With the greater financial security offered by the deal with Valve and now a portfolio of 2 games being sold continuously these were more prosperous times for Introversion. Chris was already well on the way with their next game DEFCON. Having often grown bored of working on Darwinia, he had been spending time working on this new project which he found more interesting. Defcon was to be an RTS multiplayer game centring around the idea of nuclear conflict, it’s primary inspiration coming from the cult film Wargames.
It was Introversion’s first foray into creating multiplayer games and was therefore another learning experience for them and expansion of their skill set. DEFCON was released a mere year after Darwinia and the team say many of their fans consider it to be their favourite game; it was their best-selling game thus far.
Almost going under (again) and back to the bedroom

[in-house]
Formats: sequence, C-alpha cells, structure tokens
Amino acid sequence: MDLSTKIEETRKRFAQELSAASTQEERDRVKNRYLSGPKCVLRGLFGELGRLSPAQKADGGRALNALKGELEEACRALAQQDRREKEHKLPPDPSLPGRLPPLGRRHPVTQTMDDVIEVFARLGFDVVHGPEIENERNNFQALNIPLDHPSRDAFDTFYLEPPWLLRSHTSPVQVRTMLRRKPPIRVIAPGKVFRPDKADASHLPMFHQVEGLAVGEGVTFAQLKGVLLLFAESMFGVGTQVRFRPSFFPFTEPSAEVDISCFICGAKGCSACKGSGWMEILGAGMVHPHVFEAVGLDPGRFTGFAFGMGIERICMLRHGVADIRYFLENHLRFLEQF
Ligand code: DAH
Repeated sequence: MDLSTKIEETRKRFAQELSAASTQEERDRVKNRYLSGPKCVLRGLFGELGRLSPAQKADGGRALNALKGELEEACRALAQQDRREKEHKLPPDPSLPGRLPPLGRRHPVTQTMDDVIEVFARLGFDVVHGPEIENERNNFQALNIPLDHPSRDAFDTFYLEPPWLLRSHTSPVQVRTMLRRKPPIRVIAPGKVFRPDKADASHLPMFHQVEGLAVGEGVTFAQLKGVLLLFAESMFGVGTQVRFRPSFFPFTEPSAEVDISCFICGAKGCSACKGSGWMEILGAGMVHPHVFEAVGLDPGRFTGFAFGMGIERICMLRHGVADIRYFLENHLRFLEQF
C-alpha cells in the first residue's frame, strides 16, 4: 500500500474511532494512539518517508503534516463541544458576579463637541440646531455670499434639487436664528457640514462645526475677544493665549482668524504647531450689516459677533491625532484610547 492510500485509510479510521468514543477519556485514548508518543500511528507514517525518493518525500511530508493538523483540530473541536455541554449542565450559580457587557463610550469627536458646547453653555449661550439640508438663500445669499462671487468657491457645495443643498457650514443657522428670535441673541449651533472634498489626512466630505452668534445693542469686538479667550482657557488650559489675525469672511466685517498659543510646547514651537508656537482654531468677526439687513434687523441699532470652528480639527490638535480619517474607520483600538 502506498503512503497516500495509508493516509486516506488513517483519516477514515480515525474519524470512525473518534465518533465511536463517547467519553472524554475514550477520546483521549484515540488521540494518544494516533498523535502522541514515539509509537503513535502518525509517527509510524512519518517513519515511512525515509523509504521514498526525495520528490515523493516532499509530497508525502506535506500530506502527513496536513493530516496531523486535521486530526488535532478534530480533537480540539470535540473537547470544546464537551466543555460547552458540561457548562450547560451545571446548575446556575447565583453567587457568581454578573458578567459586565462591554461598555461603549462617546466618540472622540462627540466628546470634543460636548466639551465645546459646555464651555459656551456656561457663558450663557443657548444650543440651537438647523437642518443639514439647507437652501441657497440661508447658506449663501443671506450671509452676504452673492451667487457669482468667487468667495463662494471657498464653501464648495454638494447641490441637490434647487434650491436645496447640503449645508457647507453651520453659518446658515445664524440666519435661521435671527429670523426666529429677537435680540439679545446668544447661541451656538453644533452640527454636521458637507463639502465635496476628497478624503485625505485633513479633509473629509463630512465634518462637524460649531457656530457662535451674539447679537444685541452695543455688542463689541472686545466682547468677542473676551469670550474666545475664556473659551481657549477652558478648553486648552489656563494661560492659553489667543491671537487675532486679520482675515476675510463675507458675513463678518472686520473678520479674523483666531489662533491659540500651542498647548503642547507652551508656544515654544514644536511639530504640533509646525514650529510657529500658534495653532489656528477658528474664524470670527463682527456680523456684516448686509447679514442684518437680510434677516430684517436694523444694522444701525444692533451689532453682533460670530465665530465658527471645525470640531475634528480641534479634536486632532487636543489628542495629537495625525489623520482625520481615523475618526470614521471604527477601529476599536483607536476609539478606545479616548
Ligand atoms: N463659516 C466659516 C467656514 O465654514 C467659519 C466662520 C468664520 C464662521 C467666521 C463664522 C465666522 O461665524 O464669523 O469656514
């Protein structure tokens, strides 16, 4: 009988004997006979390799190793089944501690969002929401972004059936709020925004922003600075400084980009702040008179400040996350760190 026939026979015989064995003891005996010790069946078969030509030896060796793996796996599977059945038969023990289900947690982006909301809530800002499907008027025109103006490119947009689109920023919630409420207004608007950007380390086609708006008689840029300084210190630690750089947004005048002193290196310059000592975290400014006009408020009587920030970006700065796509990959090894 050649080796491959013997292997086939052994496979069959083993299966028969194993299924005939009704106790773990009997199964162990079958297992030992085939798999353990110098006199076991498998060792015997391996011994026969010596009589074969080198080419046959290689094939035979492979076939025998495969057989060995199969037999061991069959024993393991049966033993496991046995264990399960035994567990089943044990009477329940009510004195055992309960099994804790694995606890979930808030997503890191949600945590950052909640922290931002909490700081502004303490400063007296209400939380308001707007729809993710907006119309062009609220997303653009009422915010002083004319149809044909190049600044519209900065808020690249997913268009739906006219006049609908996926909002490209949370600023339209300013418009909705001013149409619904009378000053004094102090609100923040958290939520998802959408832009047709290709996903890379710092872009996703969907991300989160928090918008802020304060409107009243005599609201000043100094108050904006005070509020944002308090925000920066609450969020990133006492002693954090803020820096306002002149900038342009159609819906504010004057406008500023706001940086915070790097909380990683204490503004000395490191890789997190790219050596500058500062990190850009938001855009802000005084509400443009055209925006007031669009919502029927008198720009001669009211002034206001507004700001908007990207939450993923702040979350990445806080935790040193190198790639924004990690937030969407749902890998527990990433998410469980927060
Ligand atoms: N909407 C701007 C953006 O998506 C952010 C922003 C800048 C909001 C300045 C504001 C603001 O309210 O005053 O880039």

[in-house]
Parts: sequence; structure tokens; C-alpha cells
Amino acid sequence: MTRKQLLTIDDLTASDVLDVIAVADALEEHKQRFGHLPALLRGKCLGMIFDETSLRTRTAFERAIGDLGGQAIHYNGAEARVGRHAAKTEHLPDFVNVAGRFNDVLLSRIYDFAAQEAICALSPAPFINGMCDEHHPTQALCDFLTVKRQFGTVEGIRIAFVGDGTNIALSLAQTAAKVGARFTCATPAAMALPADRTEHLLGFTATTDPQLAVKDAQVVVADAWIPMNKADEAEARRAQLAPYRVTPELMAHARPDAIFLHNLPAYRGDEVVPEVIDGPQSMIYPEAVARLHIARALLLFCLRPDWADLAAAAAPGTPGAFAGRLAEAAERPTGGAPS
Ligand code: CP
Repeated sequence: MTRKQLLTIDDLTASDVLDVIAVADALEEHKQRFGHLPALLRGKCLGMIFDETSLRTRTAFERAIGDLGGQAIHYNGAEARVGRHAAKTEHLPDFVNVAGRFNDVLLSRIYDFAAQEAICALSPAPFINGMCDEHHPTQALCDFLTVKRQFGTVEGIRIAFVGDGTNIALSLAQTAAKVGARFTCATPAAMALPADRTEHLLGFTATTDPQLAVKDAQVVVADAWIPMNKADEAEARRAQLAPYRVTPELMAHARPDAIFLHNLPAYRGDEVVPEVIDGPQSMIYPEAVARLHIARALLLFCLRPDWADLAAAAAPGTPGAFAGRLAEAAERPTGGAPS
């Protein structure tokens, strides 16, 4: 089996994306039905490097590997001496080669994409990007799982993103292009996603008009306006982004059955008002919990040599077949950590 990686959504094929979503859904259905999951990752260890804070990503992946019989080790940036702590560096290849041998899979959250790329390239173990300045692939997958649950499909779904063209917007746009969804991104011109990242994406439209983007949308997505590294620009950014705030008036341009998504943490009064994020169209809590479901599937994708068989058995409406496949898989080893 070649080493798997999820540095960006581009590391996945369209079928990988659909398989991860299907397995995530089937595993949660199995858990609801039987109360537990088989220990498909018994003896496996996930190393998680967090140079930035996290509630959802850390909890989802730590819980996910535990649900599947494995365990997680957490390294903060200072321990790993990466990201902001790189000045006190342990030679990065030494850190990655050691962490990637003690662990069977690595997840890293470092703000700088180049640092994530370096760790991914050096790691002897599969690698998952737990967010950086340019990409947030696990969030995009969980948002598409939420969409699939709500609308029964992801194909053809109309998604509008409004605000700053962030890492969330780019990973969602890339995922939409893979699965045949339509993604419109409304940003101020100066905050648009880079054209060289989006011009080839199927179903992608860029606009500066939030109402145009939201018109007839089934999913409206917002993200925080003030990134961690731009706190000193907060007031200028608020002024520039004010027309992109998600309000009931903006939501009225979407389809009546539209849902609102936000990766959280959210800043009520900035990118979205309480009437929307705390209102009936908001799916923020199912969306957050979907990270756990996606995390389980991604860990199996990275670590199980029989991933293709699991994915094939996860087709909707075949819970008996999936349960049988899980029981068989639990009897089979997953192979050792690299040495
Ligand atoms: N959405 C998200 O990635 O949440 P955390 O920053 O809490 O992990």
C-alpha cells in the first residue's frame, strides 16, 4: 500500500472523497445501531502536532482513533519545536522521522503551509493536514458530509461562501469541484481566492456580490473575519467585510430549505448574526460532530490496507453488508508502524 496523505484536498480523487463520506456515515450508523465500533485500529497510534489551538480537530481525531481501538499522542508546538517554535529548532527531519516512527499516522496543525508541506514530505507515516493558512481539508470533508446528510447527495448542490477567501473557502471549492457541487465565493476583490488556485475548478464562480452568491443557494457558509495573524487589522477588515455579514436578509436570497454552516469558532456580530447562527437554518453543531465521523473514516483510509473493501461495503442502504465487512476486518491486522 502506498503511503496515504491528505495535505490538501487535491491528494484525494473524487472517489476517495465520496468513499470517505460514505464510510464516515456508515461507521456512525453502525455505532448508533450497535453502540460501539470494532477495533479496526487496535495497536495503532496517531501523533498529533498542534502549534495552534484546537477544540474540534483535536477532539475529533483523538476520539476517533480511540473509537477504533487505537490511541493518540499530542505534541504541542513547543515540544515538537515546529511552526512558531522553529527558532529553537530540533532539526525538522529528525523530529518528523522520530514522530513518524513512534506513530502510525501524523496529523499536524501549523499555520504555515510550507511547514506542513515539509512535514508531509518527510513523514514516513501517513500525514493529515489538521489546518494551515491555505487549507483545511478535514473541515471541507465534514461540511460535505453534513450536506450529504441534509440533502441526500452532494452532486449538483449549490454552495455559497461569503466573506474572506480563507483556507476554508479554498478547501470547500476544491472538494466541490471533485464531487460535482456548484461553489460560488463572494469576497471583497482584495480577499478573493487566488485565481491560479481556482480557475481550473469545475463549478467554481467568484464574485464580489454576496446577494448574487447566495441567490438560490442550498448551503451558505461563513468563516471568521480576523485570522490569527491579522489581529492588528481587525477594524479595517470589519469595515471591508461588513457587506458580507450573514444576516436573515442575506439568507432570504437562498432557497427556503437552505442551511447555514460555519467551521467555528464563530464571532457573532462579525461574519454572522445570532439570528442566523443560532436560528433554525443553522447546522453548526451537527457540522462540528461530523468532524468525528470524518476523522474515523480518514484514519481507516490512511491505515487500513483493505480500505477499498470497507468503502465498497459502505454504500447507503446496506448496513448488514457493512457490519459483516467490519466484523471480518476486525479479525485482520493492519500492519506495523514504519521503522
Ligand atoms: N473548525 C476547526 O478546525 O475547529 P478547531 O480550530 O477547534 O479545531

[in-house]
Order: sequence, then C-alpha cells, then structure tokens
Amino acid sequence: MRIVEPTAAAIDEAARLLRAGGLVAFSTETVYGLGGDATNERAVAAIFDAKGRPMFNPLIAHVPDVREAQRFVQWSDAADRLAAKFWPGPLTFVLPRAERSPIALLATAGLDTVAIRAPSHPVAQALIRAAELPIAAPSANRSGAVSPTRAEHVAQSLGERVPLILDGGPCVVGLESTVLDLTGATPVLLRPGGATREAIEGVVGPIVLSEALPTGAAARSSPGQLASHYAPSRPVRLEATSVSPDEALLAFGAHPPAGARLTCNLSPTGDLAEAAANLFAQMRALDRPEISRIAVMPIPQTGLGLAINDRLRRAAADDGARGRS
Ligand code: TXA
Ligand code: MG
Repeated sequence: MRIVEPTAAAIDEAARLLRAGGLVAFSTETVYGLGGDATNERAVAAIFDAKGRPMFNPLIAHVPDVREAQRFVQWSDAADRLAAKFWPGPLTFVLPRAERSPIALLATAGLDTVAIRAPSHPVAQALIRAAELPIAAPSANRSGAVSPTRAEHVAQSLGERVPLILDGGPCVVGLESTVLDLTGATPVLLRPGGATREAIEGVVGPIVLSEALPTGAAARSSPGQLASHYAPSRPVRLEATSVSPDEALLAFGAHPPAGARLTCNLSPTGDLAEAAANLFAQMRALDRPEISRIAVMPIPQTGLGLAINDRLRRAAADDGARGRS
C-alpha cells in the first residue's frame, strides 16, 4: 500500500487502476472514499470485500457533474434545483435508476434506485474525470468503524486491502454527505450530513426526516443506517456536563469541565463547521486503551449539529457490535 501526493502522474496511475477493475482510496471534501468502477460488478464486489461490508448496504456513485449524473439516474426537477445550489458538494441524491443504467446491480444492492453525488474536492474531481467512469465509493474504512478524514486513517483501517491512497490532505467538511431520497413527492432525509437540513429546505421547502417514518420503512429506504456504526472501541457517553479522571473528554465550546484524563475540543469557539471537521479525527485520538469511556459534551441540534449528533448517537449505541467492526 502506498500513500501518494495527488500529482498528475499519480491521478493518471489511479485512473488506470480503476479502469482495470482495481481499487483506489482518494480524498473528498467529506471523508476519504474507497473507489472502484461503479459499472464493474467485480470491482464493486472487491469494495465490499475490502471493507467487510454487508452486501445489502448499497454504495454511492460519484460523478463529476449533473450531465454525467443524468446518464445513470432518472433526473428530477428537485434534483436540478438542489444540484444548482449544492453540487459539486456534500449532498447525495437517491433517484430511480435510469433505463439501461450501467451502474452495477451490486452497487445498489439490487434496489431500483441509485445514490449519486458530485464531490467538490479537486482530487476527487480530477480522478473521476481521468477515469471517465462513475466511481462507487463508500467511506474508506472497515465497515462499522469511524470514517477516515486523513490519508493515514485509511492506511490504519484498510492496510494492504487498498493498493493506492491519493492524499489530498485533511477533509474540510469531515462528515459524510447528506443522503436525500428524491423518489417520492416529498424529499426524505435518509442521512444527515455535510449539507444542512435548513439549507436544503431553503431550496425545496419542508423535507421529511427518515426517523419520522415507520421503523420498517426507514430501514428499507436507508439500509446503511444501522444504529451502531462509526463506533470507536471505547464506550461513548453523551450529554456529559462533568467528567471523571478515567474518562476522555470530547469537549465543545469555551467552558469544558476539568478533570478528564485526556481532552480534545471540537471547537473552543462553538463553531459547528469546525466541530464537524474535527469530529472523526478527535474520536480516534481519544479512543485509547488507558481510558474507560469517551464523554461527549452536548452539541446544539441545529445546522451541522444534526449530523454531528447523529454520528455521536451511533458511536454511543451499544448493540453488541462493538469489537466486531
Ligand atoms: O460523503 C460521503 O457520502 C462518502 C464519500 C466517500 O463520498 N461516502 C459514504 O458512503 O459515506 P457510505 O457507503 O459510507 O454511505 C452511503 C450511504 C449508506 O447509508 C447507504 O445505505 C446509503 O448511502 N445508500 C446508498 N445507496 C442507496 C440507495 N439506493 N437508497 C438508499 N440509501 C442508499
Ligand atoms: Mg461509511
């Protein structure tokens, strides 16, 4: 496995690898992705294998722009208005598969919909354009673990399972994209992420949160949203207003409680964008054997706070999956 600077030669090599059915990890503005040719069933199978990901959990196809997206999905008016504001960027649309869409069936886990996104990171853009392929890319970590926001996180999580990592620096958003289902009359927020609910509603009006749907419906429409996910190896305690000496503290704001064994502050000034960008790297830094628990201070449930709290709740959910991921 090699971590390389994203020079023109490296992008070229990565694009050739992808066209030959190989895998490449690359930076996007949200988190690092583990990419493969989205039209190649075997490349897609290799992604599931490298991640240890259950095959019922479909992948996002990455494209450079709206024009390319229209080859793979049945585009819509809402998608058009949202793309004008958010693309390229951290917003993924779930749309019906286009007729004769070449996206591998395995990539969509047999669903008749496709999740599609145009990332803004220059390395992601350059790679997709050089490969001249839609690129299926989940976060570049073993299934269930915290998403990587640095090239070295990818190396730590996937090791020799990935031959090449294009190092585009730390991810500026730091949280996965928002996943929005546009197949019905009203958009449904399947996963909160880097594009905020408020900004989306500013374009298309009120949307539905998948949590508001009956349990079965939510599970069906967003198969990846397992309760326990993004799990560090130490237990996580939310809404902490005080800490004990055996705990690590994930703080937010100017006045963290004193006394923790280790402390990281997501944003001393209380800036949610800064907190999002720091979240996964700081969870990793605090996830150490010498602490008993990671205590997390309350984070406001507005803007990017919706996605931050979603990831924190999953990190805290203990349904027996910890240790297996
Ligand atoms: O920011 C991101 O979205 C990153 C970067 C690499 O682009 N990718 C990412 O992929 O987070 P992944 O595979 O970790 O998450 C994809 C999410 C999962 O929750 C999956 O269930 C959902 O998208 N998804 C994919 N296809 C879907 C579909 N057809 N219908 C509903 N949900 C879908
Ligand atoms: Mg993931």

Introversion was seeming (relatively) financially stable at this stage and it seemed a natural next step to the business minds in the company to try to expand their reach onto other platforms. Having had Microsoft reach out to them after their IGF win, the company set about bringing Darwinia to Microsoft’s Xbox 360 console. It is only with hindsight that Introversion has wondered if it was a mistake to move away from their originally stated aim of creating ground-breaking original games, but the forthcoming events would have been hard to predict from that vantage point. What eventually became known as Darwinia would take 3 more years before getting to market.